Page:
Pazzi chapel, Santa Croce, Florence

   Filippo Brunelleschi received the commission to build the Pazzi Chapel from Andrea Pazzi, the Medici's rival. It was to function as the chapter house for the convent attached to the Church of Santa Croce, Florence, as well as a place for the Pazzi to engage in private devotion. In 1433 part of Santa Croce's cloister was removed to make way for the new chapel. Some doubt whether the portico was built according to Brunelleschi's design, its Roman triumphal arch motif suitable for a religious structure as it speaks of the triumph of Christianity over paganism. The chapel's central plan is a more complex version of Brunelleschi's Old Sacristy at San Lorenzo (1421-1428). It consists of a central square capped by a dome and flanked at either side by rectangles that are half its width. A smaller square protrudes from the center to form the apse, a space that is also domed. This plan, completely based on geometric forms and a mathematical system of proportions, reflects Brunelleschi's rational approach to architecture. The domes are supported by pendentives, the largest pierced by a lantern and 12 oculi (rounded openings) that refer to the 12 apostles and the 12 gates of Jerusalem. When light enters the interior through these openings, it grants the illusion of a dome floating in midair as if supported by divine forces rather than actual architectural elements. Brunelleschi stuccoed the walls in white and trimmed them with pietra serena, a local tan-colored stone. As added ornamentation, Luca della Robbia created terracotta reliefs of the Evangelists for the pendentives and of saints for the roundels below the entablature. Brunelleschi purposely picked della Robbia for the execution of the reliefs since he found him better suited to the task than Donatello, who had contributed the reliefs in the Old Sacristy and that, in Brunelleschi's view, were too busy and infringed upon his architectural design. Considered one of the architectural masterpieces of the Renaissance, the Pazzi Chapel rejects the ornamentations of the Gothic style, instead embracing the ancient principles of harmony, balance, and symmetry.

Historical dictionary of Renaissance art. . 2008.

Look at other dictionaries:

  • Santa Croce, Florence — (beg. 1294; consecrated 1442)    Santa Croce is the Franciscan Church of Florence, its design commonly attributed to Arnolfo di Cambio. During the planning stages, the Franciscans were divided on whether to build a modest design that accorded… …   Dictionary of Renaissance art

  • Basilica of Santa Croce, Florence — Basilica of Santa Croce in Florence The Basilica di Santa Croce (Basilica of the Holy Cross) is the principal Franciscan church in Florence, Italy, and a minor basilica of the Roman Catholic Church. It is situated on the Piazza di Santa Croce,… …   Wikipedia

  • Pazzi Chapel — The Pazzi Chapel (Italian: Cappella dei Pazzi ) in Florence is considered to be one of the masterpieces of Renaissance architecture. It is located in the “first cloister” of the Basilica di Santa Croce. Though funds for the chapel were assembled… …   Wikipedia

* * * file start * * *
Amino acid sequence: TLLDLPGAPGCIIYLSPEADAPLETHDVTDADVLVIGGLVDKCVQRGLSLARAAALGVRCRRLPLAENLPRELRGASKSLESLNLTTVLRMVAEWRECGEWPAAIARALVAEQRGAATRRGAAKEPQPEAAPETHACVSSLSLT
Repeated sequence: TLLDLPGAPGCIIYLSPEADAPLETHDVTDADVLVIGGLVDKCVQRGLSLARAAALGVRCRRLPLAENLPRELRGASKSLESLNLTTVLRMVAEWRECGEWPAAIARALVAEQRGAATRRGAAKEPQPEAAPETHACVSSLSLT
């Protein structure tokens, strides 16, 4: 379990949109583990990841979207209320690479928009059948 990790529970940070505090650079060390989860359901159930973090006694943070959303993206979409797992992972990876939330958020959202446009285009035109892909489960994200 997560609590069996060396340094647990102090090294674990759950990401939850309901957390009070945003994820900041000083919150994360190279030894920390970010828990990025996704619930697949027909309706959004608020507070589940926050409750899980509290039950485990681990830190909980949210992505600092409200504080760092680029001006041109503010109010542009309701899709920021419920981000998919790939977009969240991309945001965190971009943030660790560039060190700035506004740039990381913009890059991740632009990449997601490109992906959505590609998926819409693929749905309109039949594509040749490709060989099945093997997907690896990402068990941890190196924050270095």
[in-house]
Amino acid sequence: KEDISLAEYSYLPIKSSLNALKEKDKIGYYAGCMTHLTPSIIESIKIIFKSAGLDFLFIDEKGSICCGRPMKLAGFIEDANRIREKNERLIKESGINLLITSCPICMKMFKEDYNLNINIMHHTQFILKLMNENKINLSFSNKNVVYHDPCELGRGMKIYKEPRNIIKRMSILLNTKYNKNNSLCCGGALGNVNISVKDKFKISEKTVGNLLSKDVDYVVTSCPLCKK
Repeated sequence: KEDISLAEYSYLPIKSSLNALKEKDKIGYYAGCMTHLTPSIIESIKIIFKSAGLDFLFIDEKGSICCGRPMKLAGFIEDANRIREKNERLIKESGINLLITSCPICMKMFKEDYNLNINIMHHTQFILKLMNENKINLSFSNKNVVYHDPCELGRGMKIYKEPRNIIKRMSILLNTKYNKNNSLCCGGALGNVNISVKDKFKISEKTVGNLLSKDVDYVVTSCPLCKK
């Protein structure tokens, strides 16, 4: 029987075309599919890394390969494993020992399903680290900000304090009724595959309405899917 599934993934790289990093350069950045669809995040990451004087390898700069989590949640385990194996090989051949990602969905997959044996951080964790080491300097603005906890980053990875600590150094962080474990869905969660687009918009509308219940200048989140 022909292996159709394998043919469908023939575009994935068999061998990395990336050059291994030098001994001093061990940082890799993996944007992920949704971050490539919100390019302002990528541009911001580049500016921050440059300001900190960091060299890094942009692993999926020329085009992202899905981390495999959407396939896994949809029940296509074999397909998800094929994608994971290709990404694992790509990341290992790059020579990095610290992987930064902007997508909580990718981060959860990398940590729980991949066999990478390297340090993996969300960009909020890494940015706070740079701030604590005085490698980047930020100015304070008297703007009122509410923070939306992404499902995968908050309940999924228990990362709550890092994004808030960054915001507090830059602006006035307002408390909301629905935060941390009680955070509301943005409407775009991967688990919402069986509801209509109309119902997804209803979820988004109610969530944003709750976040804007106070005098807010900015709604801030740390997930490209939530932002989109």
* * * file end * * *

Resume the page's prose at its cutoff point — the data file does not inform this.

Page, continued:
• Santa Croce — ▪ church, Florence, Italy       church of the Franciscans in Florence, one of the finest examples of Italian Gothic architecture. It was begun in 1294, possibly designed by Arnolfo di Cambio, and was finished in 1442, with the exception of the… …   Universalium

  • Florence — • Located in the province of Tuscany (Central Italy) Catholic Encyclopedia. Kevin Knight. 2006. Florence     Florence     † …   Catholic encyclopedia

  • Florence — Firenze and Florentine redirect here. For other uses, see Florentin, Florentine (disambiguation), Florence (disambiguation) or Firenze (disambiguation). Florence Firenze   Comune   …   Wikipedia

  • Pazzi — Coat of arms of the Pazzi family The Pazzi family were an ancient, noble Tuscan family who had given up their titles so that members could be elected to public office. Their main trade, during the 15th century was banking. They are linked to the… …   Wikipedia

  • Florence — /flawr euhns, flor /, n. 1. Italian, Firenze. a city in central Italy, on the Arno River: capital of the former grand duchy of Tuscany. 464,425. 2. a city in NW Alabama, on the Tennessee River. 37,029. 3. a city in E South Carolina. 30,062. 4. a… …   Universalium

  • Florence Cathedral — Basilica of Saint Mary of the Flower Basilica di Santa Maria del Fiore (Italian) Basilica Sanctae Mariae Floris (Latin) …   Wikipedia

  • Desiderio da Settignano — Christ Child (?), marble of c. 1460, in the National Gallery of Art Desiderio da Settignano, real name Desiderio de Bartolomeo di Francesco detto Ferro (c. 1430 – 1464) was an Italian sculptor active during the Renaissance. Biography He came from …   Wikipedia

Share the article and excerpts

Direct link
Do a right-click on the link above
and select “Copy Link”

We are using cookies for the best presentation of our site. Continuing to use this site, you agree with this.